Peter Kämpfer

Justus-Liebig-Universität Gießen, Gieben, Hesse, Germany

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Publications (400)1029.29 Total impact

  • [Show abstract] [Hide abstract]
    ABSTRACT: A yellow pigmented bacterial nitrogen-fixing strain NXU-44T, isolated from the rhizosphere of switchgrass (Panicum virgatum) in Auburn, Alabama U.S.A. was studied for its taxonomic position. Cells of the isolate were rod shaped and stained Gram-negative. A comparison of the 16S rRNA gene sequence with the sequences of the type strains of most closely related species showed that the strain belongs to the genus Flavobacterium showing the highest sequence similarities to the type strains of Flavobacterium ginsengidismutans (97.9%), Flavobacterium phragmitis (97.6%) and Flavobacterium anhuiense (97.5%). The 16S rRNA gene sequence similarities to all other Flavobacterium species were below 97.5%. The fatty acid profile of strain NXU-44T consisted of the major fatty acids C15:0 iso, C15:0 iso 2-OH/ C16:1 ω7c and C17:0 iso 3-OH. Major compounds in the polar lipid profile were phosphatidylethanolamine, phosphatidylserine, one aminolipid and two polar lipids. The quinone system was exclusively composed of menaquinone MK-6. The polyamine pattern contained the major compound sym-homospermidine and only minor amounts of other polyamines. The diagnostic diamino acid of the peptidoglycan was meso-diamopimelic acid. These data and the differentiating biochemical and chemotaxonomic properties showed, that the isolate NXU-44T represents a novel species of the genus Flavobacterium, for which we propose the name Flavobacterium nitrogenifigens sp. nov. (type strain NXU-44T = LMG 28694T = CIP 110894T).
    International Journal of Systematic and Evolutionary Microbiology 05/2015; DOI:10.1099/ijs.0.000330 · 2.80 Impact Factor
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    ABSTRACT: A gram-negative, rod-shaped, non-spore-forming bacterium (strain JM-1396T) producing a yellow pigment, was isolated from the healthy internal stem tissue of post-harvest cotton (Gossypium hirsutum, cultivar 'DES-119') grown at the Plant Breeding Unit facility at the E.V. Smith Research Center in Tallassee (Macon county), Alabama USA. 16S rRNA gene sequence analysis of strain JM-1396T showed high sequence similarity values to the type strains of Novosphingobium mathurense, Novosphingobium panipatense (both 98.6%), and Novosphingobium barchaimii (98.5%); sequence similarities to all other Novosphingobium species type strains were below 98.3%. DNA-DNA pairing experiments of the DNA of strain JM-1396T and N. mathurense SM117T, N. panipatense SM16T and N. barchaimii DSM 25411T showed low similarity values of 8% (reciprocal: 7%), 24% (reciprocal 26%), and 19% (reciprocal 25%), respectively. Ubiquinone Q-10 was detected as the dominant quinone; the fatty acids C18:1 7c (71.0%) and the typical 2-hydroxy fatty acid, C14:0 2-OH (11.7%), were detected as typical components. The polar lipid profile contained the diagnostic lipids diphosphatidylglycerol, phosphatedylethanolamine, sphingoglycolipid and phosphatidylcholine. The polyamine pattern contained the major compound spermidine and only minor amounts of other polyamines. All these data revealed that strain JM-1396T represents a new species of the genus Novosphingobium. For this reason we propose the name Novosphingobium gossypii sp. nov. with the type strain JM-1396T (= LMG 28605T = CCM 8569T = CIP 110884T).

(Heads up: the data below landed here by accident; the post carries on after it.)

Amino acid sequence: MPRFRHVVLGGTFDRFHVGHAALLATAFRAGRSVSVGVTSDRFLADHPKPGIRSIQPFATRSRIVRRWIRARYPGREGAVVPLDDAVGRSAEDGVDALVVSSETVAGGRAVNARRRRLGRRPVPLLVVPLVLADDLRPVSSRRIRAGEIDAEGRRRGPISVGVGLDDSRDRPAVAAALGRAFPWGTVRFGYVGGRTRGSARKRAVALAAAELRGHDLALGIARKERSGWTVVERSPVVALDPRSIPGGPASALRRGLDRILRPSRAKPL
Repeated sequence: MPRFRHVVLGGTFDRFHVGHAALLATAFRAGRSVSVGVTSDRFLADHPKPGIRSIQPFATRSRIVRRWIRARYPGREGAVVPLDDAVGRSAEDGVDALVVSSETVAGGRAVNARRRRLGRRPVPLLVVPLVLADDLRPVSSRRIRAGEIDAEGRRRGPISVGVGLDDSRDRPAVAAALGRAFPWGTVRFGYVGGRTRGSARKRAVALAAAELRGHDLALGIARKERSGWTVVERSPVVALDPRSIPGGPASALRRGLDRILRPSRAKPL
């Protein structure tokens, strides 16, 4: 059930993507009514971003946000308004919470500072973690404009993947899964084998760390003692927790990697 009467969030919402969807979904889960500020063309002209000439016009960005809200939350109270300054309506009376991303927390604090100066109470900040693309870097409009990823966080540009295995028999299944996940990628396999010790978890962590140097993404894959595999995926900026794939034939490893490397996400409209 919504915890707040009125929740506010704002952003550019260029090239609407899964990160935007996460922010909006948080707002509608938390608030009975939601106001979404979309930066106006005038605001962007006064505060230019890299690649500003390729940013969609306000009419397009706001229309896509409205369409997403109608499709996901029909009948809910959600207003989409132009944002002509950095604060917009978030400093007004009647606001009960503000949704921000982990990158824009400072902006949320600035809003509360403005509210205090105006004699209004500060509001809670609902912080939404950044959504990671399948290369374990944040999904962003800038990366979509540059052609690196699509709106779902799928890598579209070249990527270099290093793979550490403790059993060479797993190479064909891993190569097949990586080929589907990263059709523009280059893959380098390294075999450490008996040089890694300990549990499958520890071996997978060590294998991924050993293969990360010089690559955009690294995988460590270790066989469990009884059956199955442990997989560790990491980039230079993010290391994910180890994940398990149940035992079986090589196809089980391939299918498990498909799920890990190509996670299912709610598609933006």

International Journal of Systematic and Evolutionary Microbiology 05/2015; DOI:10.1099/ijs.0.000339 · 2.80 Impact Factor
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    ABSTRACT: A yellow pigmented bacterial isolate obtained from the healthy internal stem tissue of 1-month-old corn (Zea mays, cultivar 'Sweet Belle') grown at the Plant Breeding Unit facility at the E.V. Smith Research Center in Tallassee (Elmore county), Alabama USA (strain JM-791T), was taxonomically characterized. A polyphasic study, including 16S RNA gene sequence analysis, physiological characterisation, estimation of the ubiquinone and polar lipid patterns, and fatty acid composition revealed that strains JM-791T was similar on the basis of 16S rRNA gene sequence similarities to Sphingomonas paucimobilis (98.3%), Sphingomonas pseudosanguinis (97.5%) and Sphingomonas yabuuchiae (97.4%), but showed also pronounced differences, both genotypically and phenotypically. On the basis of these results, a novel Sphingomonas species is described, for which we propose the name Sphingomonas zeae sp. nov. with the type strain JM-791T (= LMG 28739T, = CCM 8596T).